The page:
Lynn Effinger
Lynn Effinger Lynn Effinger is a veteran of more than three decades in the housing and mortgage servicing industries.

Not all conversations and panel discussions at the Mortgage Bankers Association's servicing conference held recently in Dallas were about onerous regulatory compliance and the shrinking profits for servicers. Many of the people I spoke with are in agreement that another round of increasing default rates are on the horizon. Apparently, many people in the mortgage industry have short memories, or weren't in the industry just eight years ago.

As evidence, many of the discussions I had with attendees centered around Fannie Mae's decision to offer 97% products, the fact that FHA loans have become the "new subprime" loans and their share of the market has grown exponentially, no-doc loans are being offered again in some corners, and more.

In other news, as reported recently by several industry trade publications and newspapers, BBVA Compass is introducing a new loan program that will allow borrowers to put down even less than the 3% down payment mortgage programs to be offered by Fannie Mae and Freddie Mac. This move and others like it, while laudable, will no doubt ensure increasing default rates.

BBVA Compass announced the start of a new program, which they call Home Ownership Made Easier, which is designed to help low- and moderate-income borrowers become homeowners by helping them overcome the hurdle of having to save up enough money for a down payment.

According to BBVA executives, in the HOME program, qualifying borrowers will be eligible to finance 100% of the home's value. Not only that, but BBVA says it will also contribute up to $4,500 toward certain closing costs.

While not every potential home buyer will be eligible for BBVA's HOME program, due to specific requirements, such as the subject property must either be located in a low- to moderate-income census tract or the loan applicants can't have an income greater than 80% of the median income for the area, this new program will help many people get home loans they would not otherwise be able to.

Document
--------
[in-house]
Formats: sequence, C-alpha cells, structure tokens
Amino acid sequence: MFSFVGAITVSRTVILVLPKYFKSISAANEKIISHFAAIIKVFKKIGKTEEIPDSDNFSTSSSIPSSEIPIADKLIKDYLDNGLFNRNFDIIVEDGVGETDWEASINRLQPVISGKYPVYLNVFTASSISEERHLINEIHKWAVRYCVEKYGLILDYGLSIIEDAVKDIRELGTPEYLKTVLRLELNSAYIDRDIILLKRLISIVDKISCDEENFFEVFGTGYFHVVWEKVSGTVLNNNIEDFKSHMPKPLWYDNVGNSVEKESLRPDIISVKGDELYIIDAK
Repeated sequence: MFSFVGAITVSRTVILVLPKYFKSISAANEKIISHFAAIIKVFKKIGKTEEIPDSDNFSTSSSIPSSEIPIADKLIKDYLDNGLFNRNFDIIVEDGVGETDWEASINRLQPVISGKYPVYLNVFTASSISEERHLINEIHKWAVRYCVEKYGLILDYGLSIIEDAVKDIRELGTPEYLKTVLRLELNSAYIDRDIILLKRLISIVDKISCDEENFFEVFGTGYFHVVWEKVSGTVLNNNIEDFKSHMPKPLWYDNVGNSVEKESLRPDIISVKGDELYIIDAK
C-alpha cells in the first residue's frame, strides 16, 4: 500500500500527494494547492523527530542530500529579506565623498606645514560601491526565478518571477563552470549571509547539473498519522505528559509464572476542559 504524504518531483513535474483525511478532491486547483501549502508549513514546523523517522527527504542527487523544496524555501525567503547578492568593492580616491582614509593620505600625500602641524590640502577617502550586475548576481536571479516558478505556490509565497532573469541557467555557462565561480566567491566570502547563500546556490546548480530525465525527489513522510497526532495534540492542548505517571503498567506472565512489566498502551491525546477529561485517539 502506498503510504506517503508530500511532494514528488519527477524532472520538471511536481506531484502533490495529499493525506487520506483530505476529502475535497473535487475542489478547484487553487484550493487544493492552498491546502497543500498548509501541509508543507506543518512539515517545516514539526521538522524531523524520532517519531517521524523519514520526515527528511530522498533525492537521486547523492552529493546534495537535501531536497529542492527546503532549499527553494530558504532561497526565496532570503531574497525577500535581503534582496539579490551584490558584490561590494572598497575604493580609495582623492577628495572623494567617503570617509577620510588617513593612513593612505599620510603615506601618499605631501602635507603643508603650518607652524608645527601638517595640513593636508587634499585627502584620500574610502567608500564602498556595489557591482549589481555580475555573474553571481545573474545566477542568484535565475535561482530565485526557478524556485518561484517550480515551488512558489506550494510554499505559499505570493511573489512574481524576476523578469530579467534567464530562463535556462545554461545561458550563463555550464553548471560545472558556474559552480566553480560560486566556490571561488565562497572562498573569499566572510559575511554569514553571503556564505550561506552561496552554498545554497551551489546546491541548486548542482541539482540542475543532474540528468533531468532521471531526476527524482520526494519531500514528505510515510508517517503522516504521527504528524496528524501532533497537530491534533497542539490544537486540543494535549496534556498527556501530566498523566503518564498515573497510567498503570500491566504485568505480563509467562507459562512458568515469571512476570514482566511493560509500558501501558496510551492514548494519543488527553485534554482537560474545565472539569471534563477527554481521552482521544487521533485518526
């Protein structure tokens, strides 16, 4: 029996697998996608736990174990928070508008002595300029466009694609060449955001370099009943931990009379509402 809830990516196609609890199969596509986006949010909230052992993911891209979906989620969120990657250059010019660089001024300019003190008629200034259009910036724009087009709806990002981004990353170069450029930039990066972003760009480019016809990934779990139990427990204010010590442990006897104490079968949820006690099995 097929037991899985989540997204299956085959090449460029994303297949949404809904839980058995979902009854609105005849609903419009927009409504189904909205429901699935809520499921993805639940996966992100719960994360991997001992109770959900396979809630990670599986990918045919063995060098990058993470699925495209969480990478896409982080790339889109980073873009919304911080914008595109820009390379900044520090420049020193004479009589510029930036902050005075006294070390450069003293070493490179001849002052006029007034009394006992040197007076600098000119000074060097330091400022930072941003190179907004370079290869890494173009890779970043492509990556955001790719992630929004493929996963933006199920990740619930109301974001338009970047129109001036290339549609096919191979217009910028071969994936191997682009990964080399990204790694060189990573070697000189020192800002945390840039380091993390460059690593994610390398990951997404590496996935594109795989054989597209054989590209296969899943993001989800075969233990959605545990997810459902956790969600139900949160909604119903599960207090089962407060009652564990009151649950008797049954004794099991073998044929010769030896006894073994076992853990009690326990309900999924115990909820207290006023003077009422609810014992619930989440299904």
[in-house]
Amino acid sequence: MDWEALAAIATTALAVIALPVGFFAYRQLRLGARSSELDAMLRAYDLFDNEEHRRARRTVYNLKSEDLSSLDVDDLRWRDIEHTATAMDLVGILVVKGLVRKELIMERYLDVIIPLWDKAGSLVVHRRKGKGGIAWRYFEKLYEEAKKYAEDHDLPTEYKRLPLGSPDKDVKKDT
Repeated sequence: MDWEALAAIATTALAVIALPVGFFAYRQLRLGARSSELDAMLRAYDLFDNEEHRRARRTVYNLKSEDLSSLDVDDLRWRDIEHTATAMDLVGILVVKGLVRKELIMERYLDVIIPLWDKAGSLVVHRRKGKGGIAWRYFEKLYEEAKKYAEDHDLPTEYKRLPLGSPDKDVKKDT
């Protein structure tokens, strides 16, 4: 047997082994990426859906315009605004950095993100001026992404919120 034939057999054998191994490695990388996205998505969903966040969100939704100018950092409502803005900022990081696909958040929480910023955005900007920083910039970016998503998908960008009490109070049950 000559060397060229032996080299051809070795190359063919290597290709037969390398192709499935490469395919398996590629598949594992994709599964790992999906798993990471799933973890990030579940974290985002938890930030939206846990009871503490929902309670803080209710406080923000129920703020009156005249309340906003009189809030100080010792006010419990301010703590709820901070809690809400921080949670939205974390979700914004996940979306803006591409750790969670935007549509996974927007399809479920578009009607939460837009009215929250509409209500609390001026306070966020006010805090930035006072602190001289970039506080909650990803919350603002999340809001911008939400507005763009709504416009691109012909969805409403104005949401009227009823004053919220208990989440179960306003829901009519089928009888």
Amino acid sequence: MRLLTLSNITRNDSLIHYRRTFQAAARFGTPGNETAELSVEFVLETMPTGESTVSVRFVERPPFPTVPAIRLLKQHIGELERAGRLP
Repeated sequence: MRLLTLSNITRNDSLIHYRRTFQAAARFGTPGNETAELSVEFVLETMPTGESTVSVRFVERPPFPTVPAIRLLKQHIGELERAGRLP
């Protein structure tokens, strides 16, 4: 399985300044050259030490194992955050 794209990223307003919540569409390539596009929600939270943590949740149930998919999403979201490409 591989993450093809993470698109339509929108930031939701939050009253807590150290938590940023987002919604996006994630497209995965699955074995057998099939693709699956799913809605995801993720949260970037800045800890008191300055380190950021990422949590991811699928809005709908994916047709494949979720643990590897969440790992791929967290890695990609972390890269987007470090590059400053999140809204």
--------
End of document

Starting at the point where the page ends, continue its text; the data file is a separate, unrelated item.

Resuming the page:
On the other hand, many believe this will also mean that some homebuyers will purchase homes that they might not be able to afford in the long run. These borrowers will have very little skin in the game when defaults lead to foreclosure. Sound familiar? It should.

According to BBVA Compass, the HOME program is part of their commitment to put $11 billion in lending, investments and services toward supporting low- and moderate-income individuals and neighborhoods. Again, a laudable pursuit, but one would certainly hope that stringent underwriting guidelines and requirements will be in place to minimize potential defaults. If one cannot save up even a 3% down payment it is conceivable that they are one or two paychecks from financial disaster, just as with the last housing bust.

By the way, under the HOME program, there will be no requirements for private mortgage insurance.

Furthermore, in 2010 over 40% of all mortgages were financed with FHA backing and in the years since the number of FHA loans has skyrocketed. It can be argued that many of these loans are riskier. Some have very low down payments or are adjustable-rate loans. Higher risk loans simply means more people have received mortgages on homes they cannot afford. That translates into more and more loans going into default. That should certainly sound familiar.

Additionally, millions of loans that went through the Home Affordable Modification Program are soon to be recast. Some economists are predicting that 30% or more of those loans will go back into default. Many others believe that government agencies will not let that happen. If those economists who believe the government will continue to intervene are right, the outcome would further fuel a false demand for available housing — once again prolonging the inevitable. But will this government or even a new one want to step in again to bail out consumers?

Haven't we learned anything over the past six years? Much of what we covered here contributed to the housing crash of 2008, and an artificial recovery. Surely I am not the only one who sees this latest potential bubble coming — perhaps not simmering up to the boiling point as did the last one, but a bubble nonetheless. Short memories, indeed.

Lynn Effinger is a veteran of more than three decades in the housing and mortgage servicing industries. He currently serves as senior vice president, institutional services for RIO Software Solutions Inc.